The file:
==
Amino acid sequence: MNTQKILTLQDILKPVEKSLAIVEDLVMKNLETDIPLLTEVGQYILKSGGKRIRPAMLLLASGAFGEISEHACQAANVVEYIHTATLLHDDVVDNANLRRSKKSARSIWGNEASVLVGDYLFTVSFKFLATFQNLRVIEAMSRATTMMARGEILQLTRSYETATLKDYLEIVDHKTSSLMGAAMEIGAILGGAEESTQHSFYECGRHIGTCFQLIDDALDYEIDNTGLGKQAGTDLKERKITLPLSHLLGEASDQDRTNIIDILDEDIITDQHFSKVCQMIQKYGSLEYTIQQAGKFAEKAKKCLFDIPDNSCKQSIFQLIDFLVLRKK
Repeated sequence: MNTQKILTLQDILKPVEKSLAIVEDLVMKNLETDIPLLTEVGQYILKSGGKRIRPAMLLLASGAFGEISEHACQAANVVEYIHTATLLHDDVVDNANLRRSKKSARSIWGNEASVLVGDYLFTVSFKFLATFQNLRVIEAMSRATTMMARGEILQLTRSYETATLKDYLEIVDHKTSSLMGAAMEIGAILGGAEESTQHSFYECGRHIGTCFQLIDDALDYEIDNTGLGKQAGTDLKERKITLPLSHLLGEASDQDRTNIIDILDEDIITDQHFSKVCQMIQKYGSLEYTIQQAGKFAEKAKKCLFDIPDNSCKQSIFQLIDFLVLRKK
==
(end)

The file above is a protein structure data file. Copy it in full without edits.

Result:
Amino acid sequence: MNTQKILTLQDILKPVEKSLAIVEDLVMKNLETDIPLLTEVGQYILKSGGKRIRPAMLLLASGAFGEISEHACQAANVVEYIHTATLLHDDVVDNANLRRSKKSARSIWGNEASVLVGDYLFTVSFKFLATFQNLRVIEAMSRATTMMARGEILQLTRSYETATLKDYLEIVDHKTSSLMGAAMEIGAILGGAEESTQHSFYECGRHIGTCFQLIDDALDYEIDNTGLGKQAGTDLKERKITLPLSHLLGEASDQDRTNIIDILDEDIITDQHFSKVCQMIQKYGSLEYTIQQAGKFAEKAKKCLFDIPDNSCKQSIFQLIDFLVLRKK
Repeated sequence: MNTQKILTLQDILKPVEKSLAIVEDLVMKNLETDIPLLTEVGQYILKSGGKRIRPAMLLLASGAFGEISEHACQAANVVEYIHTATLLHDDVVDNANLRRSKKSARSIWGNEASVLVGDYLFTVSFKFLATFQNLRVIEAMSRATTMMARGEILQLTRSYETATLKDYLEIVDHKTSSLMGAAMEIGAILGGAEESTQHSFYECGRHIGTCFQLIDDALDYEIDNTGLGKQAGTDLKERKITLPLSHLLGEASDQDRTNIIDILDEDIITDQHFSKVCQMIQKYGSLEYTIQQAGKFAEKAKKCLFDIPDNSCKQSIFQLIDFLVLRKK